Mature Works and Experimentation

It is possible that Ives’s decision to relegate his composition to an avocation freed up his innate tendencies to experiment with the form and content of his works in a way that, if he had had to sustain himself with his compositions, he might not have.  Ives’s experimentation took many different forms. Perhaps his primary strategy was to integrate bits and pieces of American popular or vernacular music, or quotations from hymn tunes into a more traditional art-music framework.  This was the main approach he took in his first symphony (1898) and more particularly in his first string quartet (1896), both of which derived thematic material from protestant hymn tunes.

Another strong impulse for Ives was to depict philosophical ideas or concepts in musical terms.  The most notable instance of this approach is the famed “Unanswered Question” (1908), in which a trumpet intones a haunting existential “question” against an imperturbable “universe” represented by a slow chorale in the strings.  The trumpets tune, of ambiguous tonality is answered by a group of woodwinds who grow increasingly frantic and dissonant in their efforts to find a satisfactory response. This was a remarkably original approach to music without obvious precedent in the traditional repertoire.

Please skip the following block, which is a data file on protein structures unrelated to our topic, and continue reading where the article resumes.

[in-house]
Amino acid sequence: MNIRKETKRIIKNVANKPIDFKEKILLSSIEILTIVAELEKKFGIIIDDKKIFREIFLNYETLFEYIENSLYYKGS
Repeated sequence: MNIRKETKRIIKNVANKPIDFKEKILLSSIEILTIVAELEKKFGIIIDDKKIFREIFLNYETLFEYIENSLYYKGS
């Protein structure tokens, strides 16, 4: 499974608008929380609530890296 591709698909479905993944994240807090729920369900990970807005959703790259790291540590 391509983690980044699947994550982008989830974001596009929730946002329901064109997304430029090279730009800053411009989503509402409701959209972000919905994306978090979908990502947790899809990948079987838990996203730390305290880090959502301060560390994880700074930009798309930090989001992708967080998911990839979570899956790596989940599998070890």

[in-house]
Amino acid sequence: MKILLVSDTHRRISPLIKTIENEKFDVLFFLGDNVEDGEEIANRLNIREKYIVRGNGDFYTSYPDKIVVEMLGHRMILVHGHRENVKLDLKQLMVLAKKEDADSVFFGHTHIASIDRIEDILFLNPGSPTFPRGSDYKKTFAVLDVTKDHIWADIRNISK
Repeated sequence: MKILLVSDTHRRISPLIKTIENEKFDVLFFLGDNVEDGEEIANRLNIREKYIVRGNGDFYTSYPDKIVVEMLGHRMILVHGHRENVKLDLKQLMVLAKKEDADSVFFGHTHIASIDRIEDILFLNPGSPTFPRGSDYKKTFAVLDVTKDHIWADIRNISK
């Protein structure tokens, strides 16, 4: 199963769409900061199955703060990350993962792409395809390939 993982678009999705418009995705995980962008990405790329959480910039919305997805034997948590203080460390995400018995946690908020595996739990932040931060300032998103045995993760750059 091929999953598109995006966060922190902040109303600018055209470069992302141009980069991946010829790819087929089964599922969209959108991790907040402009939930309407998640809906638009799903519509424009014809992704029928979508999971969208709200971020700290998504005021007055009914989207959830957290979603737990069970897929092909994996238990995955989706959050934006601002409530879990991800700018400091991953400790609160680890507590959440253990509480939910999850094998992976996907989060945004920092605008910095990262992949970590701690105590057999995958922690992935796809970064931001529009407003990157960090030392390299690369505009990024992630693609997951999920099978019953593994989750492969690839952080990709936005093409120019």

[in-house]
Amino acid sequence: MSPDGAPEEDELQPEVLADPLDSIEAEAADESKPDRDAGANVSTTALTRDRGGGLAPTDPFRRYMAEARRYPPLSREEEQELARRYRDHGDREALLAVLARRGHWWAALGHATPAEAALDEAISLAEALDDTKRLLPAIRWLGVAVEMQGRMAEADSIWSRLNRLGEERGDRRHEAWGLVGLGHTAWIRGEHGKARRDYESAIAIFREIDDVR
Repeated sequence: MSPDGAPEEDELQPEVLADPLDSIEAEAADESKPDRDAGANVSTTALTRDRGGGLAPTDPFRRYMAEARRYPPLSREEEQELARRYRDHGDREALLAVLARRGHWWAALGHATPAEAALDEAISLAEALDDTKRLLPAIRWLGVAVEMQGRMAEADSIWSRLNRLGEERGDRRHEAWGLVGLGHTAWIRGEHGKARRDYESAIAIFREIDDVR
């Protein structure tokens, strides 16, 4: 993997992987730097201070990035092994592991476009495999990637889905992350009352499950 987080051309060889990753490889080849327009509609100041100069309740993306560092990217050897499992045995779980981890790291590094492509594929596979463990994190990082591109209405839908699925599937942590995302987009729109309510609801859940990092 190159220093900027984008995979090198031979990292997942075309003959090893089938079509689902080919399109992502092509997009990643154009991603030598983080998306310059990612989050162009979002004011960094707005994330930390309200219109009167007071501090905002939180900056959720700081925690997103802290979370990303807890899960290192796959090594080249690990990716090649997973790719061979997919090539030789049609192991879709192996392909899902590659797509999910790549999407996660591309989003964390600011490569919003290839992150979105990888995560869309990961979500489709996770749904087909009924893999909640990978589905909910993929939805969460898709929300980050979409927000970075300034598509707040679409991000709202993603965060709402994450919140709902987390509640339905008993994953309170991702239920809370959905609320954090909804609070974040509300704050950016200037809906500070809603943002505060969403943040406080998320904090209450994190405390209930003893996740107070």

Ives was also drawn to representing specific places or events from his childhood in his music, depicting aspects of nature and using snatches of band music or popular songs to create an audio portrait of a particular moment in time.  For example, “The Housatanic at Stockbridge” from the Orchestral Set “Three Places in New England” (1903) represents a moment in Ives’s life when he and his wife strolled along the banks of a river overhearing the music from a church on the far bank over the sound of the rushing waters.  Likewise, “Central Park in the Dark” (1898-1907) and “The Rock-strewn Hills Join the People’s Revival Meeting” from his second Orchestral Set (1912-15) also depict specific places and events in purely musical terms.